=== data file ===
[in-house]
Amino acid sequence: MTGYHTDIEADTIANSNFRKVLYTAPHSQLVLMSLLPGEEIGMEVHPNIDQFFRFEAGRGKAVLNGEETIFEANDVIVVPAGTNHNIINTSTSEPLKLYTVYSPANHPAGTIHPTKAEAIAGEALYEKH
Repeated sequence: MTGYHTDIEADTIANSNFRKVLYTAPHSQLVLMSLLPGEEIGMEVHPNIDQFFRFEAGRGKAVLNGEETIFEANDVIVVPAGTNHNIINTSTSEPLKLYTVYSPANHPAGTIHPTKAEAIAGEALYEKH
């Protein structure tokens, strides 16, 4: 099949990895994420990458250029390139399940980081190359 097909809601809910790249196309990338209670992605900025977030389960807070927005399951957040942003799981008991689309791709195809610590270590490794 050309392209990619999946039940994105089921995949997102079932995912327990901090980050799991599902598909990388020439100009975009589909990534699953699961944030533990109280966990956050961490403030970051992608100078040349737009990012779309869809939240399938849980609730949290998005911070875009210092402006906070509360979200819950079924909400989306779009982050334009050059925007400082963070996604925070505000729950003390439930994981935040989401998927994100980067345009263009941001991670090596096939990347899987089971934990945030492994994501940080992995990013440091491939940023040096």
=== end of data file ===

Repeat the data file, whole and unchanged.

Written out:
[in-house]
Amino acid sequence: MTGYHTDIEADTIANSNFRKVLYTAPHSQLVLMSLLPGEEIGMEVHPNIDQFFRFEAGRGKAVLNGEETIFEANDVIVVPAGTNHNIINTSTSEPLKLYTVYSPANHPAGTIHPTKAEAIAGEALYEKH
Repeated sequence: MTGYHTDIEADTIANSNFRKVLYTAPHSQLVLMSLLPGEEIGMEVHPNIDQFFRFEAGRGKAVLNGEETIFEANDVIVVPAGTNHNIINTSTSEPLKLYTVYSPANHPAGTIHPTKAEAIAGEALYEKH
């Protein structure tokens, strides 16, 4: 099949990895994420990458250029390139399940980081190359 097909809601809910790249196309990338209670992605900025977030389960807070927005399951957040942003799981008991689309791709195809610590270590490794 050309392209990619999946039940994105089921995949997102079932995912327990901090980050799991599902598909990388020439100009975009589909990534699953699961944030533990109280966990956050961490403030970051992608100078040349737009990012779309869809939240399938849980609730949290998005911070875009210092402006906070509360979200819950079924909400989306779009982050334009050059925007400082963070996604925070505000729950003390439930994981935040989401998927994100980067345009263009941001991670090596096939990347899987089971934990945030492994994501940080992995990013440091491939940023040096």